Progressively Enlarging Ulcer of Abdominal Wall Involving Skin and Fat, Following Drainage of an Abdominal Abscess Apparently of Appendiceal Origin.
        Surg., Gynec. & Obst. 1924; 38: 579-582
        • Freeman L.
        Progressive Gangrenous Painful Ulcerations of the Abdominal Skin and Subcutaneous Tissues Following Operation.
        Ann. Surg. 1930; 92: 779-785
        • Gillespie M.G.
        Phagedenic Ulceration of Skin.
        Ann. Surg. 1928; 88: 248-251
        • Gordon F.N.
        Progressive Gangrenous Ulceration of the Abdominal Wall.
        U. S. Vet. Bur. M. Bull. 1928; 4: 1045-1047
        • Hellstrom J.
        Zur Kenntnis den postoperativen Bauchwandnekrosen nach Laparotomien.
        Acta. chir. Scandinav. 1930; 66: 184-796
        • Hicken N.F.
        Infectious Gangrene of the Skin Due to Bacterial Synergism With Particular Reference to Noma and Postoperative Cutaneous Gangrene.
        Arch. Surg. 1935; 31: 253-265
        • Holman E.
        Phagedenic Ulceration—Its Recognition and Treatment.
        Surg., Gynec. & Obst. 1935; 60: 304-317
        • Horsley J.S.
        Certain Symbiotic Bacterial Infections Producing Gangrene With Special Reference to Principles of Treatment.
        J. A. M. A. 1932; 98: 1425-1429
        • Kappis M.
        Eine eigenartige von Operationaswunden ausgehende, fortschreit-ende Hautnekrose.
        Beitr. z. klin. Chir. 1932; 155: 179-2110
        • Liedberg N.
        Zur Frage der postoperativen fortschreitenden Hautgangrän nach Eingrifen an Bauch und thorax.
        Acta. chir. Scandinav. 1936; 77: 354-377
        • Liedberg N.
        Ein weiterer fall von progrediierender Hautgangrän.
        Acta, chir. Scandinav. 1936; 77: 378-382
        • Luckett W.H.
        Large Phagedenic Ulcer of Abdomen.
        Ann, Surg. 1909; 50: 605-608
        • Lynn F.S.
        Postoperative Gangrenous Ulcer of Abdominal Wall.
        J. A. M. A. 1931; 97: 1597-1602
        • Mayeda T.
        Eine seltsame Hautgeschwürsbildung nach der Appeudektomie.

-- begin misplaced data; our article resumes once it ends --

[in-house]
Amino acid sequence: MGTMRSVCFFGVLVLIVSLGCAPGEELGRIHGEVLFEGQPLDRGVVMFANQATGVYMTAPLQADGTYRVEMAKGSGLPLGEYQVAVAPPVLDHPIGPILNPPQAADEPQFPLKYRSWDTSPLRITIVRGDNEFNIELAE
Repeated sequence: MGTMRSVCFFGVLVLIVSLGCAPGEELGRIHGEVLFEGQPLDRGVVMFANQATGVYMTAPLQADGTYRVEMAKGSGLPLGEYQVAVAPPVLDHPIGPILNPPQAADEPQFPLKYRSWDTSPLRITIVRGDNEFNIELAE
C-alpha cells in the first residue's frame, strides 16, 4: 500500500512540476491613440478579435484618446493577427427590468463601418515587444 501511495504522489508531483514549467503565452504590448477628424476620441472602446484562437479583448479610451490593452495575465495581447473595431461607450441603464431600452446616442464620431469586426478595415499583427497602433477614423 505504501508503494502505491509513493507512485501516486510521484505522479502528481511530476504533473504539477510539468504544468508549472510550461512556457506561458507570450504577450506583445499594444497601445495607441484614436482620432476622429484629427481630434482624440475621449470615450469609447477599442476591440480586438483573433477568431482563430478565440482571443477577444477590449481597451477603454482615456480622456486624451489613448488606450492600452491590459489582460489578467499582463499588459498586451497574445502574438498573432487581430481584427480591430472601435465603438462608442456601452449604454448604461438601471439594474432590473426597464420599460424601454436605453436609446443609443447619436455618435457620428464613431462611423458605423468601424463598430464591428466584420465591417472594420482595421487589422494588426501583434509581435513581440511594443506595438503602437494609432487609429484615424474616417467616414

Deutsche ztschr. f. Chir. 1926; 199: 350-353
        • Meleney F.L.
        Bacterial Synergism in Disease Processes With Confirmation of Synergistic Bacterial Etiology of Certain Type of Progressive Gangrene of Abdominal Wall.
        Ann. Surg. 1931; 94: 961-981
        • Meleney F.L.
        Differential Diagnosis Between Certain Types of Infectious Gangrene of the Skin.
        Surg., Gynec. & Obst. 1933; 56: 847-867
        • Meleney F.L.
        Zinc Peroxide in the Treatment of Micro-Aerophilic and Anaerobic Infections.
        Ann. Surg. 1935; 101: 997-1011
        • Meleney F.L.
        Zinc Peroxide in Surgical Infections.
        S. Clin. North America. 1936; 16: 691-711
        • Meleney F.L.
        • Johnson B.A.
        Further Laboratory and Clinical Experiences in the Treatment of Chronic Undermining Burrowing Ulcers With Zinc Peroxide.
        Surgery. 1937; 1: 169-221
        • Meleney F.L.
        • Johnson B.A.
        Prophylactic and Active Treatment of Surgical Infections With Zinc Peroxide.
        Surg., Gynec. & Obst. 1937; 64: 387-392
        • Patterson H.A.
        Progressive Postoperative Cutaneous Gangrene.
        Ann. Surg. 1932; 96: 1091-1097
        • Poate H.R.G.
        Spreading Gangrenous Inflammation.
        M. J. Australia. 1930; 2: 398-399
        • Probstein J.G.
        • Seelig M.G.
        The Treatment of Postoperative Gangrenous Infection of Skin and Subcutaneous Tissue With Blood From Immunized Donors.
        Surg., Gynec. and Obst. 1928; 47: 247-251
        • Scotson F.H.
        Progressive Postoperative Gangrene of Skin.
        Lancet. 1933; 1: 80-82
        • Shipley A.M.
        Progressive Gangrenous Ulceration of Abdominal Wall.
        Ann. Surg. 1928; 87: 245-249
        • Stewart-Wallace A.M.
        Progressive Postoperative Gangrene of Skin.
        Brit. J. Surg. 1935; 22: 642-656